The 5-Point Power Note Could Be the New Take on Cover Letters


My colleagues Susan Britton Whitcomb and Deb Dib have been working on a theory that cover letters are too long. Susan writes:
We all know that hiring managers are unpredictable when it comes to cover letters. Some religiously read them. Some religiously don’t. Some read cover letters only after a scan of the resume leaves a favorable impression. It’s likely that cover letters aren’t getting read because they are too long, too self-absorbed, too canned, and just too boring.
The antidote just might be the concept Susan and Deb have developed — the 5-point power note. The five points include:
  1. Engaging question
  2. You, as ROI solution
  3. 1-2 proof points
  4. Hint of “Why-buy-ROI”™ brand
  5. Call to action
Here’s the example — in 116 words — that Susan provides:
Is the economy to blame or could a tenacious National Accounts Manager make the difference for you?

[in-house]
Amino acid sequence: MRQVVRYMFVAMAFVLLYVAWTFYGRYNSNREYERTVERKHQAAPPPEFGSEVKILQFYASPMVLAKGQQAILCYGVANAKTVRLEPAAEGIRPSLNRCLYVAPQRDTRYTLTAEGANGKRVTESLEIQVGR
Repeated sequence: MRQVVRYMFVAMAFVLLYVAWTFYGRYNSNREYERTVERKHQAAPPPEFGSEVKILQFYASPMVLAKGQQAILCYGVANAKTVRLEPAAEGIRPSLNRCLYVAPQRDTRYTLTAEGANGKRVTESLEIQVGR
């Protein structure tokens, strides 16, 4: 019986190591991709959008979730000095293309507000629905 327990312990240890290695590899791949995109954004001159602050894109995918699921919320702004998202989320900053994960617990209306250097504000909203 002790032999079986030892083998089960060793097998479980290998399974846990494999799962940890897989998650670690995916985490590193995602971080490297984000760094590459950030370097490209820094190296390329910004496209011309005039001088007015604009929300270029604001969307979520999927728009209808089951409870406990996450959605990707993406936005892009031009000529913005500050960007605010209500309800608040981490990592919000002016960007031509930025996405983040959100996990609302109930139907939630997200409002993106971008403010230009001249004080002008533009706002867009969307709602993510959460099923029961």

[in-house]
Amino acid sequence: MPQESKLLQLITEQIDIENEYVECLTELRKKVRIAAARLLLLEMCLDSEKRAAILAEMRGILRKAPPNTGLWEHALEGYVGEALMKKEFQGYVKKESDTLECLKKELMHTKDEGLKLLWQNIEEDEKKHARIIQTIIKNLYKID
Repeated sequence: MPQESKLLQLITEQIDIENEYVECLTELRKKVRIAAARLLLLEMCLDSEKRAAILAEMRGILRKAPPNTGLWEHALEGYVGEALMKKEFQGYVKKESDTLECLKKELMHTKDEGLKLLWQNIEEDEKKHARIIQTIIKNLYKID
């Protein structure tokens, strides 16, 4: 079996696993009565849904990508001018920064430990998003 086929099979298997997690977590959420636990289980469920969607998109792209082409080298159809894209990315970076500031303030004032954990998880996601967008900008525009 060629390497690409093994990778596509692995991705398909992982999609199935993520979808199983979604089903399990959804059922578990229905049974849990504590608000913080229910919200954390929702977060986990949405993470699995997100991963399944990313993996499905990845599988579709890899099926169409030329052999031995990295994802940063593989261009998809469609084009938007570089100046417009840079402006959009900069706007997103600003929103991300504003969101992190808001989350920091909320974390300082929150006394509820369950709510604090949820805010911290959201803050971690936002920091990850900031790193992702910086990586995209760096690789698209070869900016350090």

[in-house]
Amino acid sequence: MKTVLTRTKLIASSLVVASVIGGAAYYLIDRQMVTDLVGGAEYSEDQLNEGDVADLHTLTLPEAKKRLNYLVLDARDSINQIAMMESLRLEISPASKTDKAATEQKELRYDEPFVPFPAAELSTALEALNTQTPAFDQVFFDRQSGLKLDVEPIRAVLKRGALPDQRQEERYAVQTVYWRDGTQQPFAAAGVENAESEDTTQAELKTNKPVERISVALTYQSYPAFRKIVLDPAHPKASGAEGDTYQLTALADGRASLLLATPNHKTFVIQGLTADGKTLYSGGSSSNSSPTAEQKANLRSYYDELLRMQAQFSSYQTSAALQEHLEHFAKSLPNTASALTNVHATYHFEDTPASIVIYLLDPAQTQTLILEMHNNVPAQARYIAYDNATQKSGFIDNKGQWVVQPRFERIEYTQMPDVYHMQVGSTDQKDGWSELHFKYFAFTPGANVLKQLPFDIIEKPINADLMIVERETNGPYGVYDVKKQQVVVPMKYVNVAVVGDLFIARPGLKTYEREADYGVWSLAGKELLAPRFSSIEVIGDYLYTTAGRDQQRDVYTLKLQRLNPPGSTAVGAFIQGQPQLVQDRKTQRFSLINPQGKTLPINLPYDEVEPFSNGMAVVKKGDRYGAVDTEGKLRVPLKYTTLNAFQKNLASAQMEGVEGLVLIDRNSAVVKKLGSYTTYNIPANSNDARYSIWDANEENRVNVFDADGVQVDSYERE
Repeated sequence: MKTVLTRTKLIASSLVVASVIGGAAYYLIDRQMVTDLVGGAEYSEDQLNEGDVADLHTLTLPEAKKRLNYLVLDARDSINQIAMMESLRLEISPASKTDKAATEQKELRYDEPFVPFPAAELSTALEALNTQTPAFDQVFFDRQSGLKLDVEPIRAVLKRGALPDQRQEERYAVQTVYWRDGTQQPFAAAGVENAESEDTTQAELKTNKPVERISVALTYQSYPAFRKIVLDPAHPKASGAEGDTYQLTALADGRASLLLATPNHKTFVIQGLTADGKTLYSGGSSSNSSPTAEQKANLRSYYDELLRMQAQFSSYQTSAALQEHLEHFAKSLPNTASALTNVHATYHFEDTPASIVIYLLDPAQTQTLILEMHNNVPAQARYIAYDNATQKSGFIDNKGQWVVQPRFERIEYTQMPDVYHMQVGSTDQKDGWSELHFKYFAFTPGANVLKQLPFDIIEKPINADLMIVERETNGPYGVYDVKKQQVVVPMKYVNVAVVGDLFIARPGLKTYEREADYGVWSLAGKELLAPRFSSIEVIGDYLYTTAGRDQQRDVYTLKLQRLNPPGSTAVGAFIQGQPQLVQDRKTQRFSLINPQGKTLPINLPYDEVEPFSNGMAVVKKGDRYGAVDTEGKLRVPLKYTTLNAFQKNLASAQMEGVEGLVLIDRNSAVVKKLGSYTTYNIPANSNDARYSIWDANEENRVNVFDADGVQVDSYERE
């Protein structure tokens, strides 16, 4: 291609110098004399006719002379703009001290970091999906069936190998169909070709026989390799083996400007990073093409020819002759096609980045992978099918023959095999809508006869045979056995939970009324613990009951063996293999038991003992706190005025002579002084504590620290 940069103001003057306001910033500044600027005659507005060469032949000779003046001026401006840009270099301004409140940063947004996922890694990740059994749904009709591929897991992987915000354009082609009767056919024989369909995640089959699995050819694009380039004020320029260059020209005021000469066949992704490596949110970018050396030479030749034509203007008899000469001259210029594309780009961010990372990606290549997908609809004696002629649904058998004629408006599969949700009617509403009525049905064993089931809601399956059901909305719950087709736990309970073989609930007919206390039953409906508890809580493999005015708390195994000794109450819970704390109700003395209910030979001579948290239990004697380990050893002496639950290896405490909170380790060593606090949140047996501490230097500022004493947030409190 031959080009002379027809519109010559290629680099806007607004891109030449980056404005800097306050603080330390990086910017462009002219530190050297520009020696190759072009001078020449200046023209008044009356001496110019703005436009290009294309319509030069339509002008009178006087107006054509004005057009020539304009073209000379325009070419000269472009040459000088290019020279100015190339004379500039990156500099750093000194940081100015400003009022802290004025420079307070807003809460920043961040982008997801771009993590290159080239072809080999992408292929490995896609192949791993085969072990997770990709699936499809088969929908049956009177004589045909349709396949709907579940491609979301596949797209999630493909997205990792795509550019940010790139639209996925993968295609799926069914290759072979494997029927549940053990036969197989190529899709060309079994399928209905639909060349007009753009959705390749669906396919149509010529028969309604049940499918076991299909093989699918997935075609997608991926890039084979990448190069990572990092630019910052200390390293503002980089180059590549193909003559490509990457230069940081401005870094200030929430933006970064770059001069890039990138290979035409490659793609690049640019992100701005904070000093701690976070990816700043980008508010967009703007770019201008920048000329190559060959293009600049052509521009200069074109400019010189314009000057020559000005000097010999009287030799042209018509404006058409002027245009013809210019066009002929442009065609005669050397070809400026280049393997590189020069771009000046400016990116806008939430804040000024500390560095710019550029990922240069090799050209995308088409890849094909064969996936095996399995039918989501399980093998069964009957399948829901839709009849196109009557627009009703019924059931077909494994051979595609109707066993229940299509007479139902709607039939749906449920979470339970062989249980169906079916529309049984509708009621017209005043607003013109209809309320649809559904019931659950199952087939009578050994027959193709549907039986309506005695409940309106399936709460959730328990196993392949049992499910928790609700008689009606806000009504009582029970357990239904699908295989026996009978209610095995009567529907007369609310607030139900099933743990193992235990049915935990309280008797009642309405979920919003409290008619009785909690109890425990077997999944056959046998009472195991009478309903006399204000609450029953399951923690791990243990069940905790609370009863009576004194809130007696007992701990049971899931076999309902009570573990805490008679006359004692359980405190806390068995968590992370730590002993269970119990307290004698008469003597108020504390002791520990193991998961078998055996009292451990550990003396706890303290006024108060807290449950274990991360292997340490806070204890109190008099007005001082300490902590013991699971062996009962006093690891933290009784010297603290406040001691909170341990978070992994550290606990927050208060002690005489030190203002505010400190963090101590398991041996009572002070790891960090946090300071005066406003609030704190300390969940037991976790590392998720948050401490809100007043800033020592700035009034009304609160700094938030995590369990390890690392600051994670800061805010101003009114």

In less than 12 months, I’ve already helped a Fortune 100 CPG company land a $10M buy on a new designer water brand and expand the size/value of an underperforming category.
My tenacity and enthusiasm persuaded previously discordant manufacturing, distribution, and internal brand teams to be “on the same page,” while concurrently winning the ear of Wal-Mart buyers for seasonal promotions that helped us exceed our goals by more than 12%.
The initiatives earned applause from my senior VP and were introduced to other Wal-Mart teams to expand their sales by as much as 27%.
Interested? May we talk?
As Susan notes, this approach is “perfect for a short email, where the reader doesn’t have to scroll excessively to read the entire note.” Other winning aspects:
  • It doesn’t recite or regurgitate information from an accompanying resume.
  • It conveys the one-two power punch of both a value proposition and a compelling personal brand.
  • It’s short on “I’s” and long on the “WIIFM” (What’s In It for Me, from the perspective of the employer).
  • The letter could stand on its own, absent a resume, to get the attention of a hiring manager.
  • It’s easier and faster to write than a traditional cover letter.